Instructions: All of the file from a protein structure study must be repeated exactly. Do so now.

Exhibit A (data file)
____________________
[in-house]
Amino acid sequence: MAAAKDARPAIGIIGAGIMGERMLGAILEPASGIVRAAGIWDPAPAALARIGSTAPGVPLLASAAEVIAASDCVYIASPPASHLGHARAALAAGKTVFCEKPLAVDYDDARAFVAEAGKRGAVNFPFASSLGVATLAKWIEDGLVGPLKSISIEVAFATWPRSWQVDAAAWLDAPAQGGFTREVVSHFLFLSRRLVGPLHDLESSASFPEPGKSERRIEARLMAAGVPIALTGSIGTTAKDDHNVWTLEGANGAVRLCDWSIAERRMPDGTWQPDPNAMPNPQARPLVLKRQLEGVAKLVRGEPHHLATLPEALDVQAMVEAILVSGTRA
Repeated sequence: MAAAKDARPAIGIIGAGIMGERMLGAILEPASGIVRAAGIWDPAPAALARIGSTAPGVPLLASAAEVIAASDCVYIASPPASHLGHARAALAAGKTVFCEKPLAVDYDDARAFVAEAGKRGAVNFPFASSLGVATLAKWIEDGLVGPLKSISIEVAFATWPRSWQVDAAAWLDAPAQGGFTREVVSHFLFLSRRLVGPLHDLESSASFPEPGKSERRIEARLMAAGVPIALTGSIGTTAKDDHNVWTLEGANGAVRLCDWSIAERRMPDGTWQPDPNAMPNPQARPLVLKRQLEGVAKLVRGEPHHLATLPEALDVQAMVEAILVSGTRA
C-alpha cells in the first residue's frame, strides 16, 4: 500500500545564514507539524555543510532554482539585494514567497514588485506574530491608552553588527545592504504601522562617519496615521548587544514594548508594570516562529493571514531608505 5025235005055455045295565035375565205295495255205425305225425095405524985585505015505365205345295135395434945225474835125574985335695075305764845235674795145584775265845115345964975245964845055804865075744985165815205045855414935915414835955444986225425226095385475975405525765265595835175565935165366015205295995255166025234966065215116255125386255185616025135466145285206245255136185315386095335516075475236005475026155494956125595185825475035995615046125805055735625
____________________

[in-house]
Amino acid sequence: MAAAKDARPAIGIIGAGIMGERMLGAILEPASGIVRAAGIWDPAPAALARIGSTAPGVPLLASAAEVIAASDCVYIASPPASHLGHARAALAAGKTVFCEKPLAVDYDDARAFVAEAGKRGAVNFPFASSLGVATLAKWIEDGLVGPLKSISIEVAFATWPRSWQVDAAAWLDAPAQGGFTREVVSHFLFLSRRLVGPLHDLESSASFPEPGKSERRIEARLMAAGVPIALTGSIGTTAKDDHNVWTLEGANGAVRLCDWSIAERRMPDGTWQPDPNAMPNPQARPLVLKRQLEGVAKLVRGEPHHLATLPEALDVQAMVEAILVSGTRA
Repeated sequence: MAAAKDARPAIGIIGAGIMGERMLGAILEPASGIVRAAGIWDPAPAALARIGSTAPGVPLLASAAEVIAASDCVYIASPPASHLGHARAALAAGKTVFCEKPLAVDYDDARAFVAEAGKRGAVNFPFASSLGVATLAKWIEDGLVGPLKSISIEVAFATWPRSWQVDAAAWLDAPAQGGFTREVVSHFLFLSRRLVGPLHDLESSASFPEPGKSERRIEARLMAAGVPIALTGSIGTTAKDDHNVWTLEGANGAVRLCDWSIAERRMPDGTWQPDPNAMPNPQARPLVLKRQLEGVAKLVRGEPHHLATLPEALDVQAMVEAILVSGTRA
C-alpha cells in the first residue's frame, strides 16, 4: 500500500545564514507539524555543510532554482539585494514567497514588485506574530491608552553588527545592504504601522562617519496615521548587544514594548508594570516562529493571514531608505 5025235005055455045295565035375565205295495255205425305225425095405524985585505015505365205345295135395434945225474835125574985335695075305764845235674795145584775265845115345964975245964845055804865075744985165815205045855414935915414835955444986225425226095385475975405525765265595835175565935165366015205295995255166025234966065215116255125386255185616025135466145285206245255136185315386095335516075475236005475026155494956125595185825475035995615046125805055735625